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Chaos as 10,000+ Residents of Ohio Town Ordered to Show Up at Tax Office at the Same Time

Nearly 1,000 residents of the Cleveland suburb of Lorain, Ohio, flooded the city treasurer's office last week after more than 10,000 people received subpoenas to appear at 9:00 a.m. on August 17 over delinquent taxes.

According to local reports, the line snaked around the block as residents waited their turn to settle their tax issues with the city — and most were hopping mad about the inconvenience and the city of Lorain's poor planning.

Cheryl Merryman told The Chronicle-Telegram that she waited in line for more than three hours. Another resident told WKYC that she waited for seven hours.

“We all got a subpoena for the same time at the same place to show up here for our city taxes. So here I am,” Merryman said. “I am a bit salty because I didn’t file mine because I am waiting for Nesco Resources to fix my W-2, which they said I worked in a different city and I did not.”

“I was given 45 minutes by my boss to make it down there and back, there was just no way that I would have been able to make that happen," a Lorain resident told a local blog called Scumbagged. "There’s lines lining up around the corner of 4 different buildings, it’s insane.

“This is absolutely nuts,” Lorain resident Angela Parks told The Morning Journal. “I’ve been in the line for a half hour and can’t see the end."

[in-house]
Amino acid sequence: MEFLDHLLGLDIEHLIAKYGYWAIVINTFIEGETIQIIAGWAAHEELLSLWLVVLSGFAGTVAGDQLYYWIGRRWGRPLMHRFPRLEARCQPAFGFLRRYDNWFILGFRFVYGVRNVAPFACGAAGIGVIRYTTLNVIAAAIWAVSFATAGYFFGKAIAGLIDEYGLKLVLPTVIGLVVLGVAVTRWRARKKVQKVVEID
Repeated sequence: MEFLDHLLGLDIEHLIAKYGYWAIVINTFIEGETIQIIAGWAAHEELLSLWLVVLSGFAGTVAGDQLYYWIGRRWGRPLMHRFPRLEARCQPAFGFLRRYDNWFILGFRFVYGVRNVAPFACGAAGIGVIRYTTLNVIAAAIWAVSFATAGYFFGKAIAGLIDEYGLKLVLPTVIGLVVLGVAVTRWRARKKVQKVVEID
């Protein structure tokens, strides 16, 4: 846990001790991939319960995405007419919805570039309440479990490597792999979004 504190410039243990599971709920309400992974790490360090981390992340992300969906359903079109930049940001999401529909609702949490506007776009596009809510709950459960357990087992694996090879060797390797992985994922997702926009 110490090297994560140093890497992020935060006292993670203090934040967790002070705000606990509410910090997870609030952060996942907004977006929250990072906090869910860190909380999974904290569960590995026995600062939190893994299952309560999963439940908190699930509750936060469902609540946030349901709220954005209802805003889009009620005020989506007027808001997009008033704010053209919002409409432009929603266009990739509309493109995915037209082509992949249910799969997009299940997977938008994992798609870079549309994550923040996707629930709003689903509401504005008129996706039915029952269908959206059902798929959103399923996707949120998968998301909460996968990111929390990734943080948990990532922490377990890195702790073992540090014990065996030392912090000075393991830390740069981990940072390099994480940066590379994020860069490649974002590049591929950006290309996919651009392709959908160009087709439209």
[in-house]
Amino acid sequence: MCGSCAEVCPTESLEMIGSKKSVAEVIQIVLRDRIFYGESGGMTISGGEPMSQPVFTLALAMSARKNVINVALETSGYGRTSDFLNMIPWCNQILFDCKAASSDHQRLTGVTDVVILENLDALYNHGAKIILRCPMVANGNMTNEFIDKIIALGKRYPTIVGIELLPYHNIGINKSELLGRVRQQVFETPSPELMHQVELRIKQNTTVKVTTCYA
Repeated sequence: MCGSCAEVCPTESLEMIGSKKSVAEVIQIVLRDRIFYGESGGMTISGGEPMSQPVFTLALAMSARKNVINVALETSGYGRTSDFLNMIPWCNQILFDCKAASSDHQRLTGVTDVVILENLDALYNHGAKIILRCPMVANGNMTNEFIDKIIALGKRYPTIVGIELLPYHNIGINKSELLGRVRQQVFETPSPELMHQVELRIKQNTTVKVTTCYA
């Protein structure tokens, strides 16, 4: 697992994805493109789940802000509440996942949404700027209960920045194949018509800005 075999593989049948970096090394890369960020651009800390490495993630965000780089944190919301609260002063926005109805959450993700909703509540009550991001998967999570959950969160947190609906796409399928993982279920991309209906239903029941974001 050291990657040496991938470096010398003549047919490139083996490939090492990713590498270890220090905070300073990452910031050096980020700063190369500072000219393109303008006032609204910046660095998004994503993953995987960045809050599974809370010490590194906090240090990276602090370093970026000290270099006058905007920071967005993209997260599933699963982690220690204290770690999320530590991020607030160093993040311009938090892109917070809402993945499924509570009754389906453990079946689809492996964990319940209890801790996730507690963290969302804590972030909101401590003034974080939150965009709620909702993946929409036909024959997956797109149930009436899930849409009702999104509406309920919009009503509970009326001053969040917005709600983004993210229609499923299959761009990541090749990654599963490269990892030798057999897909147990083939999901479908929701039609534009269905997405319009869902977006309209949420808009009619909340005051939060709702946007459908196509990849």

“There was something that wasn’t filed properly, and I think that is what you have with most people,” Parks said. “I have never seen anything like this."

“People have to miss work because of this. It’s ridiculous being in this line that won’t end anytime soon," she added.

Many people took to Twitter to voice their frustrations:

Terro Soto, the Lorain city treasurer, told The Chronicle-Telegram that the city resorted to subpoenas after spending months trying to contact residents by mail and via newspaper and social media notices.

“They did not file by April 15, so the first week in June we sent them a notice called a delinquent tax filing,” Soto said. “They did not answer to that letter. Now it is almost three months later.”

“These people needed to file local city taxes and they had to file by the due date this year, which they got two extra days and the deadline was April 17,” she explained. “They did not file their city of Lorain income tax. In the state of Ohio, you have to pay where you work and file where you live.”